What size trunk line is it? what type DC?
What size trunk line between chip collector and DC?
I agree that you need a clear hood but also one with a 2 1/2" hose fitting.
Interesting! Does that little pick up you have really do a satisfactory job? Is it made to swing out of the way if I have something big to cut...IE the top of a box or something similar? I think I have the same shop vac as your red one. It is pushing 30 years old and loud.You need a shop vac with a localized suction port right at the blade this this made from PVC ..total cost Under $20.00, not including shop vac of course.
The difference is the velocity of the air moved with a shop vac is much greater than a dust collector which moves large volumes of air. This really works. :yes: My dust collector is hooked up under the saw (s) and each has a blast gate, then into 4" drain pipe, then that runs to a short 40" flex hose right to the DC.
It would work a lot better if I sealed off all the holes under the table between the cabinet. Also the slots for the tilt handle....I have the magnetic sign material, I just need to do it. The gaps underneath will require more research....spray foam? too messy. It still does a good job, but it could be better.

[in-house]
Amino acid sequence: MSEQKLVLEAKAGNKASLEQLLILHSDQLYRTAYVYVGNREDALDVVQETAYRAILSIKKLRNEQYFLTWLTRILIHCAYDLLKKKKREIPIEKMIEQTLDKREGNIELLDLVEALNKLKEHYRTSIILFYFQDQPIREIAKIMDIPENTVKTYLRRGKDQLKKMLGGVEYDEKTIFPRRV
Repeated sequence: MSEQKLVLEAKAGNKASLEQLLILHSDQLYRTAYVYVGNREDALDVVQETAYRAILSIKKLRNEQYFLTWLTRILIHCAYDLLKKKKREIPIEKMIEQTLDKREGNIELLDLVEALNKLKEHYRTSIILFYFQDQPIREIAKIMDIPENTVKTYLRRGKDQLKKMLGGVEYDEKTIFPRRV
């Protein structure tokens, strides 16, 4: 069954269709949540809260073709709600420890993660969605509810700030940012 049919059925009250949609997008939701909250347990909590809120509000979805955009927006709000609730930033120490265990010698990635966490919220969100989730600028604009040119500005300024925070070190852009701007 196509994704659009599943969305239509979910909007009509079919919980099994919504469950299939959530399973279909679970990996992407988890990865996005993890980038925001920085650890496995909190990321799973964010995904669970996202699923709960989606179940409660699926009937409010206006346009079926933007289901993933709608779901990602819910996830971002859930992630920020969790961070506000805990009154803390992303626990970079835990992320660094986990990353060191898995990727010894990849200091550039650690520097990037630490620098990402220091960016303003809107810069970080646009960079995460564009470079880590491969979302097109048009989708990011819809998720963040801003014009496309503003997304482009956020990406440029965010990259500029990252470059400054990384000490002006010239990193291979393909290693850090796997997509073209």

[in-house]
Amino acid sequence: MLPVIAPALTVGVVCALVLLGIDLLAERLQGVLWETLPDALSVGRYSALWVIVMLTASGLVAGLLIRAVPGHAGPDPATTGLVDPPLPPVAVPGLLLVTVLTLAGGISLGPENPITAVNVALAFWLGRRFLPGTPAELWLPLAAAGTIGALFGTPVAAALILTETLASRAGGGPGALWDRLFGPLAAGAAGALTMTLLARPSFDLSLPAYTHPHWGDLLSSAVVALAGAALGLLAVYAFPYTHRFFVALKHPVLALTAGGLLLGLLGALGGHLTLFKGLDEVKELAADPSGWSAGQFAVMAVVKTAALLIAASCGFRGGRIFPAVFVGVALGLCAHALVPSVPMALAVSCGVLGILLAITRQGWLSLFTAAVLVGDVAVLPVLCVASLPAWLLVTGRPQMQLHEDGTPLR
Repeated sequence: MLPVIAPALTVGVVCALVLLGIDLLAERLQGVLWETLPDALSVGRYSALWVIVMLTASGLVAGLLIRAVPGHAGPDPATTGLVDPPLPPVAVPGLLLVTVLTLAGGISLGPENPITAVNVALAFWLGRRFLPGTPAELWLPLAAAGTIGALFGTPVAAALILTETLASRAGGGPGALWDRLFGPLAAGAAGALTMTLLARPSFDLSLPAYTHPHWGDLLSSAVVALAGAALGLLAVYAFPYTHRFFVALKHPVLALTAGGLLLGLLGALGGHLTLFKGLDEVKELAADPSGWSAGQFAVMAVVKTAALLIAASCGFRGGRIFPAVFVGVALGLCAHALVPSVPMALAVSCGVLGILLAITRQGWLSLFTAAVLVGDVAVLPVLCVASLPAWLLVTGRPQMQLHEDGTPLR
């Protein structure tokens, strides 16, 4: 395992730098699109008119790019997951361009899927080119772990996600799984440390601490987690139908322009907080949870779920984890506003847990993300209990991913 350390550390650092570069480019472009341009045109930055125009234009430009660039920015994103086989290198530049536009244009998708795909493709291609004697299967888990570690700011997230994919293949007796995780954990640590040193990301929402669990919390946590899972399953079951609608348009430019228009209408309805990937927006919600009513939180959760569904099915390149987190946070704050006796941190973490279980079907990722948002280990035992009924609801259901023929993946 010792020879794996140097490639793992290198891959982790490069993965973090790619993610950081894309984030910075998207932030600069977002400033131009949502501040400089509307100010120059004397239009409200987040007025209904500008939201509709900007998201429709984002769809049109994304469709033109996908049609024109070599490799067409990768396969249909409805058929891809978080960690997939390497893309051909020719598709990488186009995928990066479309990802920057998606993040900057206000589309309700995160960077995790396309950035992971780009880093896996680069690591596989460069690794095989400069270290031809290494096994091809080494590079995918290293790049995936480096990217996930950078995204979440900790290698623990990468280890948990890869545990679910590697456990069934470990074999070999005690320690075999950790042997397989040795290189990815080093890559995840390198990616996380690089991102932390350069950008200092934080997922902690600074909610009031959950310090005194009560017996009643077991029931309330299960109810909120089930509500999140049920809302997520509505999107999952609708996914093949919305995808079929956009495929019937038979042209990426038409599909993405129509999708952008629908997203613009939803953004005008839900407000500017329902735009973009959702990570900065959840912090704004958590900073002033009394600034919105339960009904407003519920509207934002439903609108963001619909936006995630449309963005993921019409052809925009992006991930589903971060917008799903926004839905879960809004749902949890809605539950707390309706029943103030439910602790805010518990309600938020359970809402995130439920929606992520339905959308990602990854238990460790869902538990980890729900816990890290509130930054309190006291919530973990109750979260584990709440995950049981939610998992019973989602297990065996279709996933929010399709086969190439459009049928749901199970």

those (2) 4 " take offs are connected to a 6" hole on the DC. With you spitting one 4" line to (2) your starving decreasing the velocity and starving the DC.I have a 1 1/2 HP Steel City collector followed by a garbage can separator. Both are connected with 4" flex line and are placed in the next room. A 4" long sweep el brings us through the wall, followed by the blast gate. A 4" PVC Y separates the top pick up from the one under the table.
The collector has 2 4" take offs.
After some research, testing, and consulting some engineer and physicist buddies I have concluded static elelectricity does build up, and in massive amounts will slow air flow. Mainly in industrial applications (systems pushing 2500+ cfm) with longer runs of pvc pipe.rrbrown said:I have some new info to consider. I'm a big fan of the PVC pipe but while at a wood turning meeting at the local Machine sales company (PMC) he brought up an interesting point. Although he agrees static in PVC is not an explosion risk for the small home shop. He did say that the static build up actually works against the air flow slowing it down. I'm not sure I agree totally but It is allot more plausible then the explosion risk theory. Any thoughts?
If your dust collector has "A" (as in one) 4" port, run 4" mains. If your dust collector has a dual 4" wye, remove the wye and run what ever sized port as your main.With all this talk over 6 inch mains, what if your DC has 4 inch ports? Can you use a reducer by the DC to go to 6 inch and then downsize to 4 inch at each machine? Kinda seems like you should just stick to 4 inch if that's all your DC comes with.